There is a lot of interest and speculation on the impact of social media on politics because of its amplification effects.
There is no denying that it has overtaken the traditional media in certain facets of news - most notably when it comes to breaking news and that it provides grounds for expressing one's ideas unbounded.
But the marketing and the advertising world are only just coming to grips with the medium. (Twitter is set to launch its IPO soon and Facebook is going to increasingly face the need to monetize its services. The Web has a history of complaints where users have found it tough to different between user-generated content and 'promoted' content.)
In effect, the question of the “influence” that social media and its star patrons wield is still being assessed, especially in the loaded context of whether its proactive use would translate to votes in the upcoming Lok Sabha elections. Not only are the number of active social media users negligible in the Indian context, there are doubts on whether a 'cause and effect' scenario is possible.
There are two predominant points of view, while talking about the influence of social media campaigns on politics: One that closely reads the Facebook ‘likes’ and Twitter trends as an important measure of public pulse; and the other which dismisses any sort of influence that social media has on real and grass root level politics.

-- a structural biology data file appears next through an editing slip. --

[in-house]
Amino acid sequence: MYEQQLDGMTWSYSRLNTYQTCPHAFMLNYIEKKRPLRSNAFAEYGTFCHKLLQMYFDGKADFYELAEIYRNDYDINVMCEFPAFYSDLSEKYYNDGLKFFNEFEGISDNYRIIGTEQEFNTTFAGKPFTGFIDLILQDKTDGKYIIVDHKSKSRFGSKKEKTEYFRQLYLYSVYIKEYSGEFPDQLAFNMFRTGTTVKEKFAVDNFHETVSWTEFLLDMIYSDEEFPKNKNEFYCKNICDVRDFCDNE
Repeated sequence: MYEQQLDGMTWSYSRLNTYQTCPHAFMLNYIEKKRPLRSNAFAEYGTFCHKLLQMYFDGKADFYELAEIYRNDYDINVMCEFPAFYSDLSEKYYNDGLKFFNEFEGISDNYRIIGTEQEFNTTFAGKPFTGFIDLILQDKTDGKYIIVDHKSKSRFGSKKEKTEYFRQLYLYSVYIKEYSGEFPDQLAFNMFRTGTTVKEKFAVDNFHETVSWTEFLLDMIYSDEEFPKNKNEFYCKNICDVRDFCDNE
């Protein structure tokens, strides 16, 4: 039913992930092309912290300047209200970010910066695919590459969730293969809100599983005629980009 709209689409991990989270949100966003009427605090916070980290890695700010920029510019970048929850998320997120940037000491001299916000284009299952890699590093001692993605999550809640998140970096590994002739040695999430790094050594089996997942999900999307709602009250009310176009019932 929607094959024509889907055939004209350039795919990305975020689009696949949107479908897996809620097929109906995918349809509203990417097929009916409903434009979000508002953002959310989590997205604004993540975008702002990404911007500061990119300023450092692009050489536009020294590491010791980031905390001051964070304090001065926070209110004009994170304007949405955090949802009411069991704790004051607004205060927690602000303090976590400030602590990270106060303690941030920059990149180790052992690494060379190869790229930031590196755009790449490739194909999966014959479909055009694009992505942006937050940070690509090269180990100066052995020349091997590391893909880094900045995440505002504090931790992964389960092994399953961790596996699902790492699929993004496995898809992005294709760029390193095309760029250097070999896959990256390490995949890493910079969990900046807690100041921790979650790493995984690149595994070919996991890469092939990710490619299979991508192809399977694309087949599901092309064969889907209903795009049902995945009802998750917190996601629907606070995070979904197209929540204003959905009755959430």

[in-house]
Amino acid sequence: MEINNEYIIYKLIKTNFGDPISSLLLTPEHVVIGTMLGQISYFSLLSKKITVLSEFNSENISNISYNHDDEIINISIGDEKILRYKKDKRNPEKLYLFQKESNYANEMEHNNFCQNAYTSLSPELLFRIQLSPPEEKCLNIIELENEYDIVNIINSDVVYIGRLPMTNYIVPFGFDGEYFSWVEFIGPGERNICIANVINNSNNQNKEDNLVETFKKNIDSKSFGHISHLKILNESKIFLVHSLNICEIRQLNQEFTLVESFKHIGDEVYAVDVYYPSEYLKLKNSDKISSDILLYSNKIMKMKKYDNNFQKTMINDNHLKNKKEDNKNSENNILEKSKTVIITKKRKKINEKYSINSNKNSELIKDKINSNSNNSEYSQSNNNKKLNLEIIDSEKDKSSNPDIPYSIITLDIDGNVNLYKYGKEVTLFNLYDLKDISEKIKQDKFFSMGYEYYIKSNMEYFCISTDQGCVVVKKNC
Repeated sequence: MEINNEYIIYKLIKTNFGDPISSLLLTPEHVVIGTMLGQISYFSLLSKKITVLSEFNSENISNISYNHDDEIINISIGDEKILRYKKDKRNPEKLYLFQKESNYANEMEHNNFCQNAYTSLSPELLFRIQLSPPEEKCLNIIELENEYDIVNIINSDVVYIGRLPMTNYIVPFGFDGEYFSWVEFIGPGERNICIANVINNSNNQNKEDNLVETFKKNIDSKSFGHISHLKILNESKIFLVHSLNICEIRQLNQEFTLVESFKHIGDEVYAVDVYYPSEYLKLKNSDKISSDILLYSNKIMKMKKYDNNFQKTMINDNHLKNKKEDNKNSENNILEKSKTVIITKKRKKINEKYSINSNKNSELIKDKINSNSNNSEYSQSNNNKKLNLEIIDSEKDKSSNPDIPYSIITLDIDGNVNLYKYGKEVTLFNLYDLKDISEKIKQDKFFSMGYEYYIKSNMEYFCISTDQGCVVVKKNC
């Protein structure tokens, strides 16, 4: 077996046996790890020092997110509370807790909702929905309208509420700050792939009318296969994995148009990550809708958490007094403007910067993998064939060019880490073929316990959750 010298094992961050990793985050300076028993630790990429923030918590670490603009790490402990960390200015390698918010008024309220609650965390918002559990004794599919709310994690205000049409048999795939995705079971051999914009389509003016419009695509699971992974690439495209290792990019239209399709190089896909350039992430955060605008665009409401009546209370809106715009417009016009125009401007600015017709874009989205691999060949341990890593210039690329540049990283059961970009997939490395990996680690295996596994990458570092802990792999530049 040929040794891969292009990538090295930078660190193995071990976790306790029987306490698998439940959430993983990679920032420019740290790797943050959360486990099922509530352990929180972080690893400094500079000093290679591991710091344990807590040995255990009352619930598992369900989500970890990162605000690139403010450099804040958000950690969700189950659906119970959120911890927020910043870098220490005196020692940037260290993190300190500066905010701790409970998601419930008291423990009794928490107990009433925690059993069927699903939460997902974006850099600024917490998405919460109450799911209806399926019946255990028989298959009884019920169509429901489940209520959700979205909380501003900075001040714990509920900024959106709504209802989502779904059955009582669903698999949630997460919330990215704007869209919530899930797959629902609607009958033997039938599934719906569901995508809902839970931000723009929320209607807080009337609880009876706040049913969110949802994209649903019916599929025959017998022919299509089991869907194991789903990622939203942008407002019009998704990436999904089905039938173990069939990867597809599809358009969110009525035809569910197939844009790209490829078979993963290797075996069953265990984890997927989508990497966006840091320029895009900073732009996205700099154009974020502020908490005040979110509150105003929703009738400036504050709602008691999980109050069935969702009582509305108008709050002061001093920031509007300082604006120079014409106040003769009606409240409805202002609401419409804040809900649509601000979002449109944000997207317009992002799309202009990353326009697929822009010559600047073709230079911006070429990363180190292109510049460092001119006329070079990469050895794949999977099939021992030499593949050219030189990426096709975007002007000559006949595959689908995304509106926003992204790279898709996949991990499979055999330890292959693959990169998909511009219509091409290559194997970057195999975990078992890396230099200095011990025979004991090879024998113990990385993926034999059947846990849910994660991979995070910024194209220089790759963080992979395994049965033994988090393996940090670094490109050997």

T. Vishnu Vardhan, a researcher at Bangalore-based Centre for Internet and Society, prefers the middle ground. “It is important to not ignore the growing popularity of social media in India with [telecom] service providers providing Facebook access at Rs. 1 for an entire day. However, I would refrain from seeing a direct correlation between a person's participation on social media to real-time events in society including politics.”
“In India and especially in Tamil Nadu it has been proved that the Propaganda Model is a fallacy. There is no simple formula, whether it be cinema of 1970s or the Social Media of the 2010s. There are too many factors and layers that influence real-time events.”
Companies around the world are trying to make sense of this 'Big Data' that people's digital lives are generating. And whilst individuals and even some clever campaigns make snap pronouncements based on superficial data and analysis, there are a few companies that are looking at it through the prism of complex algorithms and technology-enabled web crawling.
One such company Kochi-based startup Riafy Technologies is attempting to make sense of the digital noise in a broad sweeping sense looking at three domains: relational intelligence, predictive analysis and big data.
One of the their applications 'Movie Tarot' predicts the outcome of Friday releases at the movie box office, based on the digital traffic on the days preceding the release. Not every instance of praise or every denouncement is treated equally. Instead, they have an intelligent algorithm that they apply to predict the box office collections and the ultimate verdict. (They claim to have a fairly accurate track record thus far.)
The company's CEO John Mathew says there is a correlation between a person's online presence and behaviour in the real world. “This influence is significant in age groups of 18-34,” he says. “As for Lok Sabha elections, the 'social media influenced' voter turnout would be marginal when we look at the country as a whole, but this number would be substantial in the 'swing constituencies'.”